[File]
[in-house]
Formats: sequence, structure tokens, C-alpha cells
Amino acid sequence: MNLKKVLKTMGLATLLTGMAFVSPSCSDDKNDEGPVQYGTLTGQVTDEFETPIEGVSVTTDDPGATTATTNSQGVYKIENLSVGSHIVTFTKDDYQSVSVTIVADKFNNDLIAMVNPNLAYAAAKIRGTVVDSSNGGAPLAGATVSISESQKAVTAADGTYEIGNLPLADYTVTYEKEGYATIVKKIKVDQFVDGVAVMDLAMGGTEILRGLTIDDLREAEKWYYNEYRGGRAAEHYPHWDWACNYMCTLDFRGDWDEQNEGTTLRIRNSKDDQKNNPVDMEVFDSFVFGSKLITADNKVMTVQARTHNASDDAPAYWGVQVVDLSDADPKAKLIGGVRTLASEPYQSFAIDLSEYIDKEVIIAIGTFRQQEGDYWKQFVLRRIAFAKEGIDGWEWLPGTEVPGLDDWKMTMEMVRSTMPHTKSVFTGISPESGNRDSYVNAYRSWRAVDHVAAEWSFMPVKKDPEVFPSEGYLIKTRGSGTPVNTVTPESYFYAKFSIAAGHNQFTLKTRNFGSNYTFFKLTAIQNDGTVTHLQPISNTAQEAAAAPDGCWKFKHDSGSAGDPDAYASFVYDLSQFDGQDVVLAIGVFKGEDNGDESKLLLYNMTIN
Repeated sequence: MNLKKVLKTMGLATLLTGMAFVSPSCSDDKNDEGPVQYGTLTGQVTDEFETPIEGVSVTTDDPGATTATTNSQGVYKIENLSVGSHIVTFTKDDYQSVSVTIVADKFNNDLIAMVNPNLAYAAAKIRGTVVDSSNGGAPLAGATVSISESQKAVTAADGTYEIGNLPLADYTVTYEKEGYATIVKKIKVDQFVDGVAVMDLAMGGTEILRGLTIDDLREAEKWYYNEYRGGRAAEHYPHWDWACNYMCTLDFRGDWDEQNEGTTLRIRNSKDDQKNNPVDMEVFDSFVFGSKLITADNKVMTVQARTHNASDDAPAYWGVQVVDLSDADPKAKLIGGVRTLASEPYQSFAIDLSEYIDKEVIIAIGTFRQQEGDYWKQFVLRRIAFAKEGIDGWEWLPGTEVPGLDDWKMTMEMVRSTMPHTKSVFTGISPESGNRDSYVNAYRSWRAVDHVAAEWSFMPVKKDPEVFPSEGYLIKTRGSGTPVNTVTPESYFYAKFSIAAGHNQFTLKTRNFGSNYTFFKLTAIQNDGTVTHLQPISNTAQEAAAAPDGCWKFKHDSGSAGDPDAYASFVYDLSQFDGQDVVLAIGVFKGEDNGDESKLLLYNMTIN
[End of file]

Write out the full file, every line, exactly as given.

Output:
[in-house]
Formats: sequence, structure tokens, C-alpha cells
Amino acid sequence: MNLKKVLKTMGLATLLTGMAFVSPSCSDDKNDEGPVQYGTLTGQVTDEFETPIEGVSVTTDDPGATTATTNSQGVYKIENLSVGSHIVTFTKDDYQSVSVTIVADKFNNDLIAMVNPNLAYAAAKIRGTVVDSSNGGAPLAGATVSISESQKAVTAADGTYEIGNLPLADYTVTYEKEGYATIVKKIKVDQFVDGVAVMDLAMGGTEILRGLTIDDLREAEKWYYNEYRGGRAAEHYPHWDWACNYMCTLDFRGDWDEQNEGTTLRIRNSKDDQKNNPVDMEVFDSFVFGSKLITADNKVMTVQARTHNASDDAPAYWGVQVVDLSDADPKAKLIGGVRTLASEPYQSFAIDLSEYIDKEVIIAIGTFRQQEGDYWKQFVLRRIAFAKEGIDGWEWLPGTEVPGLDDWKMTMEMVRSTMPHTKSVFTGISPESGNRDSYVNAYRSWRAVDHVAAEWSFMPVKKDPEVFPSEGYLIKTRGSGTPVNTVTPESYFYAKFSIAAGHNQFTLKTRNFGSNYTFFKLTAIQNDGTVTHLQPISNTAQEAAAAPDGCWKFKHDSGSAGDPDAYASFVYDLSQFDGQDVVLAIGVFKGEDNGDESKLLLYNMTIN
Repeated sequence: MNLKKVLKTMGLATLLTGMAFVSPSCSDDKNDEGPVQYGTLTGQVTDEFETPIEGVSVTTDDPGATTATTNSQGVYKIENLSVGSHIVTFTKDDYQSVSVTIVADKFNNDLIAMVNPNLAYAAAKIRGTVVDSSNGGAPLAGATVSISESQKAVTAADGTYEIGNLPLADYTVTYEKEGYATIVKKIKVDQFVDGVAVMDLAMGGTEILRGLTIDDLREAEKWYYNEYRGGRAAEHYPHWDWACNYMCTLDFRGDWDEQNEGTTLRIRNSKDDQKNNPVDMEVFDSFVFGSKLITADNKVMTVQARTHNASDDAPAYWGVQVVDLSDADPKAKLIGGVRTLASEPYQSFAIDLSEYIDKEVIIAIGTFRQQEGDYWKQFVLRRIAFAKEGIDGWEWLPGTEVPGLDDWKMTMEMVRSTMPHTKSVFTGISPESGNRDSYVNAYRSWRAVDHVAAEWSFMPVKKDPEVFPSEGYLIKTRGSGTPVNTVTPESYFYAKFSIAAGHNQFTLKTRNFGSNYTFFKLTAIQNDGTVTHLQPISNTAQEAAAAPDGCWKFKHDSGSAGDPDAYASFVYDLSQFDGQDVVLAIGVFKGEDNGDESKLLLYNMTIN